In 1885, Lawrence Wilson Swem (1856-1917), a jeweler of West Liberty, Muscatine, Iowa, filled two patent applications for a simple keyboard adding machine, somewhat similar to the earlier adder of Marshall Cram from 1877 and very similar to the later adding machine Centigrpah of Arthur Shattuck from 1886 and 1891. The first patent (US patent No. 327970) was granted on 6 Oct 1885, while the second patent (US patent No. 343506) was granted in June 1886.
Like other machines of this kind (so-called single-column adders), the device of Swem was intended to add a single digit at a time, i.e. the unit column is entered first, then the tens, the hundreds, the thousands, and so on, certainly a rather cumbersome task (as every partial sum had to be recorded on paper and the sum eventually performed), which greatly limits the usefulness of such devices.
Let’s examine the internal mechanism and operation of the adding machine of Swem, using the second patent drawing (see the lower image).
The numbers, entered by the keyboard, are transferred to the ratchet-wheel (B) by means of the rock-shaft (A). The wheel (B) is turning is turning freely or loosely thereon, and is provided with a specific number of teeth, ordinarily one hundred. This wheel can be rotated only in one direction, which is secured by a radial arm (C), a pawl-arm (D), retaining-pawl (F), and a spring (B’).
Secured to the ratchet-wheel (B), so as to turn with it, is a disk (G), having a series of numbers (from 1 to 99) on its periphery. The number entered on the disk (G) can be ascertained by means of a suitable indicator (G’).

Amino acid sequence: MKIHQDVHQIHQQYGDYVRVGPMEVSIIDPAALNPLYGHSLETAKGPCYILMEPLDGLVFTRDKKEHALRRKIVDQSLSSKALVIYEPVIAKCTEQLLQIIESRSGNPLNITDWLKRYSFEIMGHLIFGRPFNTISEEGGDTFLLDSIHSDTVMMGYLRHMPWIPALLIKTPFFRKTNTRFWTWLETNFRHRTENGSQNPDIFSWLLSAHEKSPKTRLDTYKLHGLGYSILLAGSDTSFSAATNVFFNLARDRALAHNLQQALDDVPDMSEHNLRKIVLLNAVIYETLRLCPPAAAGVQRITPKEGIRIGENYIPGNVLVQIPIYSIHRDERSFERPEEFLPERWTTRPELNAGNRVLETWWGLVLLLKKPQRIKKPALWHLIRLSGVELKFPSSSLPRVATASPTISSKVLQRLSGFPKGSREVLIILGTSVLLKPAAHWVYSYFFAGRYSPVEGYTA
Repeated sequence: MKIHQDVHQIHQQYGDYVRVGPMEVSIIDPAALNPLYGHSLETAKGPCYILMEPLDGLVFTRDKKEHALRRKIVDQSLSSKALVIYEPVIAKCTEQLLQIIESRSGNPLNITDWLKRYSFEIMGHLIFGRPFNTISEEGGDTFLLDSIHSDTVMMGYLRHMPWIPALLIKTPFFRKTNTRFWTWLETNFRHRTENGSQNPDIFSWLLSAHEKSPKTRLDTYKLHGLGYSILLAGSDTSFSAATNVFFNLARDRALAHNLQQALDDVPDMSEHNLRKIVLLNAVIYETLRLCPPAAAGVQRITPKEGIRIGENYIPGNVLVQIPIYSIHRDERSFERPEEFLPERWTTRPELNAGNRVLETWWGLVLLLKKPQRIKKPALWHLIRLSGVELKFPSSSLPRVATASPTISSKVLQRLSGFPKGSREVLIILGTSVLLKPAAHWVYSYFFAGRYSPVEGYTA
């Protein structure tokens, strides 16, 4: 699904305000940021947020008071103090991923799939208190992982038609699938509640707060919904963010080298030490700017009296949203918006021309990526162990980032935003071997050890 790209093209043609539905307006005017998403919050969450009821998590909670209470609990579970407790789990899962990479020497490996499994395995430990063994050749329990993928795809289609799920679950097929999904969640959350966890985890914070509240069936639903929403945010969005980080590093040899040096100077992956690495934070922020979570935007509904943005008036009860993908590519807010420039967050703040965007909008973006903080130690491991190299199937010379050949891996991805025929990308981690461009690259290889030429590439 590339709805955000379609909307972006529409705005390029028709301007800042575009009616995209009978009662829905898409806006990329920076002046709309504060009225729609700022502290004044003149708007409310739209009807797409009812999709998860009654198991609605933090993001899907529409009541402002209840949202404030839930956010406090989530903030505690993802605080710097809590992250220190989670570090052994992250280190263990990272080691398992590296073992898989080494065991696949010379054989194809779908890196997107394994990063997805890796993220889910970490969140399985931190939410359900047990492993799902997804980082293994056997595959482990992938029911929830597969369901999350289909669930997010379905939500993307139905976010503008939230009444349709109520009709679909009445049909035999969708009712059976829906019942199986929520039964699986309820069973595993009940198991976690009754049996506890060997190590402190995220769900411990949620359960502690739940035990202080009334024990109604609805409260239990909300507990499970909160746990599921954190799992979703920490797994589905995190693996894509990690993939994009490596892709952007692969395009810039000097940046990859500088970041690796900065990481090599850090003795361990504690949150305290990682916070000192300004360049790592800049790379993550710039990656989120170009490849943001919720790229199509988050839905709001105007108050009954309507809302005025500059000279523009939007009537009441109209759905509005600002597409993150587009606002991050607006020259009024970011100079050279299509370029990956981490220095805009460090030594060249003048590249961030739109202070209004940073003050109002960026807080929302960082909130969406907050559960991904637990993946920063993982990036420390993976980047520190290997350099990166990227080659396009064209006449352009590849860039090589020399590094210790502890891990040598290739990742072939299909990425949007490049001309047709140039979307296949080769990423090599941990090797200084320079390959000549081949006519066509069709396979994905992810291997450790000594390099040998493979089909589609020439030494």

The carry mechanism is implemented by means of a cam (H), mounted on the one side of the disk (G), on which rests one end of the arm (I), the other being pivotally supported on a post (K), erected on the base (E). The post (K) has on top an extension (L), which supports a ratchet-wheel (M), with a specific number of teeth, say 14, and a plate (N), with an orifice (O), through which may successively be seen numbers on the said ratchet-wheel (M), corresponding in position to the teeth thereon. When the disk (G) has revolved once, the cam (H) will raise the arm (I) till it has reached the apex of the said cam and will carry the pawl (R) from one tooth of the wheel (M) to another.
Thus it is evident that if there are 99 numbers on the disk (G) and 14 on the wheel (M), any number from 1 to 1500 may be indicated, and the addition of amounts till the said sum is reached easily and rapidly accomplished without mental labor.
Biography of Lawrence Swem
Lawrence Wilson Swem was born in Iowa on 24 April 1856, to Ezra B. Swem (14 Apr 1815-17 Nov 1871) and Phoebe (Phebe) H. Swem (nee Gregg) (11 Jan 1819-17 Jan 1887). The family had nine children, but it seems only six of them survived to adulthood: Amanda Jane (1842-1921), Mary (1848-1869), Lawrence Wilson (24 Apr 1856-28 Sep 1917), Edward Lawrence (23 Oct 1838-4 May 1918), James Madson (30 Mar 1845-10 May 1909), and William Carroll (7 Apr 1861-1 Apr 1931).
Lawrence Swem married on 28 June 1877, to Elva Ora Swem (nee McFadden) (18 Jan 1859-14 Dec 1922). They had two children: Roy J. Swem ( 9 Aug 1878-2 Oct 1934), and Gay Lawrence (18 May 1881-23 Sep 1959).
Lawrence Wilson Swem spend most of his life in West Liberty, a small town in Muscatine County, Iowa, United States, working as a jeweler and mechanic.
Besides the above-mentioned patent for adding machine, Lawrence Swem was a holder of six more patents for various devices like: lamp extinguisher (patents US201570), hydraulic air pump (US556220), gas making apparatus (US595979), mold for castings (US981033), ring expanding press (US1154893), and hydrocarbon burner (US1216248).
Lawrence Wilson Swem died on 28 September 1917, and was buried in Oakridge Cemetery, West Liberty.